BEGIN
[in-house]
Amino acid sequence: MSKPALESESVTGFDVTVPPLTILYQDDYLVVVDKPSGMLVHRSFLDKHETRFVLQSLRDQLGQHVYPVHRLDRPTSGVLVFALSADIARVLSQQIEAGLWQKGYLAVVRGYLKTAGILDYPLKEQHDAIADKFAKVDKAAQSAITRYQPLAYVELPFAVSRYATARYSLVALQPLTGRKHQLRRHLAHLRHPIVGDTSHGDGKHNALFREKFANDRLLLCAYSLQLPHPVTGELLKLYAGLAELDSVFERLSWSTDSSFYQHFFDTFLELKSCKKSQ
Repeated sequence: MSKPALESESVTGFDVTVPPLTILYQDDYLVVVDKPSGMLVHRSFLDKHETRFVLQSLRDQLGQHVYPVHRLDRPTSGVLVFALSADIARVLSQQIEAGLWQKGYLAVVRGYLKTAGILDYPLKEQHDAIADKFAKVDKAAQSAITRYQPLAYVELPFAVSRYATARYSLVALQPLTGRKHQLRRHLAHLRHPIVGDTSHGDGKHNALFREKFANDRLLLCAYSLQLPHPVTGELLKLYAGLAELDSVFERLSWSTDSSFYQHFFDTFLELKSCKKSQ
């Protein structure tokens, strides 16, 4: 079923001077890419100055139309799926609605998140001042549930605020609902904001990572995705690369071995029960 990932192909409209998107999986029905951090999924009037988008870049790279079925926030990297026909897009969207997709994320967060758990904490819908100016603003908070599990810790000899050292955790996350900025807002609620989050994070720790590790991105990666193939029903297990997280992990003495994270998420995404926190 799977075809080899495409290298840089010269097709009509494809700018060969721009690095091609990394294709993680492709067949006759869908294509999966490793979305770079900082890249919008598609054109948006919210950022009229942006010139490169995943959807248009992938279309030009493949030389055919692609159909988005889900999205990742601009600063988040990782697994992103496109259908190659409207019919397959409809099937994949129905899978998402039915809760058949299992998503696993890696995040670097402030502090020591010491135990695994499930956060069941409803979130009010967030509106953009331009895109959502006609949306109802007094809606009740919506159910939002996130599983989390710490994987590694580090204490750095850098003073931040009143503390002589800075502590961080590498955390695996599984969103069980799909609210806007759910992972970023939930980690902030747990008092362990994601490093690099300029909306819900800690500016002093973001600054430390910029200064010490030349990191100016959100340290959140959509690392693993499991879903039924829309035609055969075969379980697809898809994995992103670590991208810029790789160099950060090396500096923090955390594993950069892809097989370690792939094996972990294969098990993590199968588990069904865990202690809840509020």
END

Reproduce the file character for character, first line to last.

[in-house]
Amino acid sequence: MSKPALESESVTGFDVTVPPLTILYQDDYLVVVDKPSGMLVHRSFLDKHETRFVLQSLRDQLGQHVYPVHRLDRPTSGVLVFALSADIARVLSQQIEAGLWQKGYLAVVRGYLKTAGILDYPLKEQHDAIADKFAKVDKAAQSAITRYQPLAYVELPFAVSRYATARYSLVALQPLTGRKHQLRRHLAHLRHPIVGDTSHGDGKHNALFREKFANDRLLLCAYSLQLPHPVTGELLKLYAGLAELDSVFERLSWSTDSSFYQHFFDTFLELKSCKKSQ
Repeated sequence: MSKPALESESVTGFDVTVPPLTILYQDDYLVVVDKPSGMLVHRSFLDKHETRFVLQSLRDQLGQHVYPVHRLDRPTSGVLVFALSADIARVLSQQIEAGLWQKGYLAVVRGYLKTAGILDYPLKEQHDAIADKFAKVDKAAQSAITRYQPLAYVELPFAVSRYATARYSLVALQPLTGRKHQLRRHLAHLRHPIVGDTSHGDGKHNALFREKFANDRLLLCAYSLQLPHPVTGELLKLYAGLAELDSVFERLSWSTDSSFYQHFFDTFLELKSCKKSQ
């Protein structure tokens, strides 16, 4: 079923001077890419100055139309799926609605998140001042549930605020609902904001990572995705690369071995029960 990932192909409209998107999986029905951090999924009037988008870049790279079925926030990297026909897009969207997709994320967060758990904490819908100016603003908070599990810790000899050292955790996350900025807002609620989050994070720790590790991105990666193939029903297990997280992990003495994270998420995404926190 799977075809080899495409290298840089010269097709009509494809700018060969721009690095091609990394294709993680492709067949006759869908294509999966490793979305770079900082890249919008598609054109948006919210950022009229942006010139490169995943959807248009992938279309030009493949030389055919692609159909988005889900999205990742601009600063988040990782697994992103496109259908190659409207019919397959409809099937994949129905899978998402039915809760058949299992998503696993890696995040670097402030502090020591010491135990695994499930956060069941409803979130009010967030509106953009331009895109959502006609949306109802007094809606009740919506159910939002996130599983989390710490994987590694580090204490750095850098003073931040009143503390002589800075502590961080590498955390695996599984969103069980799909609210806007759910992972970023939930980690902030747990008092362990994601490093690099300029909306819900800690500016002093973001600054430390910029200064010490030349990191100016959100340290959140959509690392693993499991879903039924829309035609055969075969379980697809898809994995992103670590991208810029790789160099950060090396500096923090955390594993950069892809097989370690792939094996972990294969098990993590199968588990069904865990202690809840509020």